Raising your own kids is tough, but adding another person to your brood can be even harder. Blended families make up a large proportion of the Canadian population; almost 12 percent of couples with children are stepfamilies. Difficult as it may be, step-parenting can be more rewarding than you might imagine. Here’s how three families make it work.
Although they met in high school, when Vancouverites Rick Olsen and Maria Guenette rekindled their romance, they each brought two children to the relationship. When they married two years ago, it took some adjusting for their kids.
Maria’s daughters Virginia and Alex (ages 14 and 15) were excited about the new family arrangement and took to Rick immediately. Rick, who has a son and daughter living with his ex-wife, says, “When Maria and I were dating, I was the giant pillow. I’d sit down to watch TV and Maria’s girls would be leaning on me and she would get frustrated because she couldn’t get in there and would laughingly grumble about having to share me.”
Not that it was a bed of roses; after all, the kids in this family are all teenagers. “There were a couple of times that the girls gave Rick attitude but it soon settled down,” says Maria. “I expected them to test me,” says Rick, “That’s normal teenaged behaviour.”
However, Rick’s son Justin (aged 15), who initially moved in with them, found the transition too difficult and after a year went to live with his mom and sister. “When Justin came here and had two parents riding him to tow the line, it was too much and so he went to live with his mom,” says Rick. Justin still visits often and the kids get on a lot better now than they did when they lived under the same roof.
The practicalities of having two males move in to a previously all-female household caused a few waves. “We never had to worry about privacy because there were no guys, then suddenly it became an issue,” says Maria, “Plus, sharing the bathroom with two more people was hard, especially when those people have a habit of leaving the toilet seat up!”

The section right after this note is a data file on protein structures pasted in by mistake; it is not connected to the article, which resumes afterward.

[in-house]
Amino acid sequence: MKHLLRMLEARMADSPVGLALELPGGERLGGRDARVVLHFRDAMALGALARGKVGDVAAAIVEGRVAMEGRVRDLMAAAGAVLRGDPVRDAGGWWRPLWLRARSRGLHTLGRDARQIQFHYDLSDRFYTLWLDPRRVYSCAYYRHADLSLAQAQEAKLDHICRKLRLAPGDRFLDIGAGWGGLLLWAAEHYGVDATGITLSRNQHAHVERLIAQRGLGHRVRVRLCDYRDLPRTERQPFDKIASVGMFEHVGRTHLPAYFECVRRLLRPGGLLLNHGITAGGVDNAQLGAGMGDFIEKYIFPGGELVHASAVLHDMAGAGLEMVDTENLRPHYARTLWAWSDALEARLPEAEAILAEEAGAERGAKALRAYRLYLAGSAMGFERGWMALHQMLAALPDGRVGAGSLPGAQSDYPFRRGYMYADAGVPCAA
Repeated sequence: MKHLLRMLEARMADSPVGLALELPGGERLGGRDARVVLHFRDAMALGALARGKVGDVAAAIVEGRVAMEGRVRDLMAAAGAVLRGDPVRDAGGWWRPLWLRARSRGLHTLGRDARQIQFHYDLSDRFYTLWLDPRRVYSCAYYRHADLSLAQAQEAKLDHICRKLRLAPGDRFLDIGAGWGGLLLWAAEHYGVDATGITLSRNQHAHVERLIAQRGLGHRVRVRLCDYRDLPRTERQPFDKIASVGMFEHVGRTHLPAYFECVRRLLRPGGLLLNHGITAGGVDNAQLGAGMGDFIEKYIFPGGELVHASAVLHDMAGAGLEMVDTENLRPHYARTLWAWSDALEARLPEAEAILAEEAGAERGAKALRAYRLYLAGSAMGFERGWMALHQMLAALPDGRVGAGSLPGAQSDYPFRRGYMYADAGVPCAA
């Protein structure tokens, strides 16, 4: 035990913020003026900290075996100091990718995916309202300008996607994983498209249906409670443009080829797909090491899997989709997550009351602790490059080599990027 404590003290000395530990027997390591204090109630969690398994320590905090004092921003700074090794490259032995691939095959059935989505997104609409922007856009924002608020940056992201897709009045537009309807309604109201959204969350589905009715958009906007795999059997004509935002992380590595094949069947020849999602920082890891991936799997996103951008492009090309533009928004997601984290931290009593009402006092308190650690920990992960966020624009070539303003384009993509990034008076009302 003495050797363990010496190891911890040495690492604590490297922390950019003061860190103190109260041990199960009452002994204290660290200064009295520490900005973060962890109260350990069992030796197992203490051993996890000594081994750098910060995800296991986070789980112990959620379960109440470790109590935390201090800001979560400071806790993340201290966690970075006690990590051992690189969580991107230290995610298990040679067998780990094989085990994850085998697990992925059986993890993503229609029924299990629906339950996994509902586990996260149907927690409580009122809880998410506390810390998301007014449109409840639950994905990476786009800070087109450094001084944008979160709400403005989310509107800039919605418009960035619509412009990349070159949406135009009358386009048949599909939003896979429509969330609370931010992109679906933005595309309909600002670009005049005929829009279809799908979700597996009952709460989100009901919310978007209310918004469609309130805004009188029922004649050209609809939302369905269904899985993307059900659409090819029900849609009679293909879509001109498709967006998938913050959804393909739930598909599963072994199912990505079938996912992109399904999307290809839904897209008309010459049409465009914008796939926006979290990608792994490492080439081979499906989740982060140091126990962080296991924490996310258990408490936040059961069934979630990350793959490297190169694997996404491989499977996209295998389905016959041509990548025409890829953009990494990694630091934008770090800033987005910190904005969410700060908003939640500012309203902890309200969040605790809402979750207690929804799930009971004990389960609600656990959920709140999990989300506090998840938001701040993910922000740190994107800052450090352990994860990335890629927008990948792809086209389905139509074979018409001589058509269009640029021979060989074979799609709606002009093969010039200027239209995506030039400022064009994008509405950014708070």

Rick says that the girls have been very accepting from the start, which made it easy for him to come in to the family, but they don’t call him Dad. “The day we married Virginia told me you’ll still be ‘Rick’ because, well, you’re ‘Rick’,” he says, “And that’s perfectly acceptable to me.”
THE STOKED STEPDAD
When Chad Wiebe, from Vancouver, met Amy Lau he wasn’t put off by the fact that she had a two-year-old son, Drewyn; far from it. “I was excited because I’ve always thought it would be cool to raise a kid. I saw her child as a bonus rather than something that would scare me away,” says Chad.
The couple took it slow, holding back from introducing Chad to Drewyn, until they had been seeing each other a while. “When I met him I was stoked and looked forward to all of it,” says Chad. “Soon, he was excited about seeing me and hanging out with me. It was a pretty great experience.”
When the couple moved in together, Chad had the difficult task of determining exactly what his role would be in Drewyn’s life. “You have to work out whether you’re going to be a buddy or try to fill the role of a father. Drewyn already has an active biological father, so trying to be his dad is a slippery slope and could lead to a lot of tension. But I fully consider myself one of his parents.”
Drewyn has four co-parents, and Chad says that besides the everyday challenges of raising a kid, that has probably been the biggest challenge. The parents do get along well, and even went on a camping trip together last summer, although there are still the occasional bumps in the road with four distinct personalities all trying to raise one spirited little boy.
Drewyn has brought much joy to Chad’s life. “As a step-parent you always run the risk of being completely rejected, or the joy of having the child embrace you, which is fortunately what happened with Drewyn,” says Chad.
THE FRUSTRATED STEPMOTHER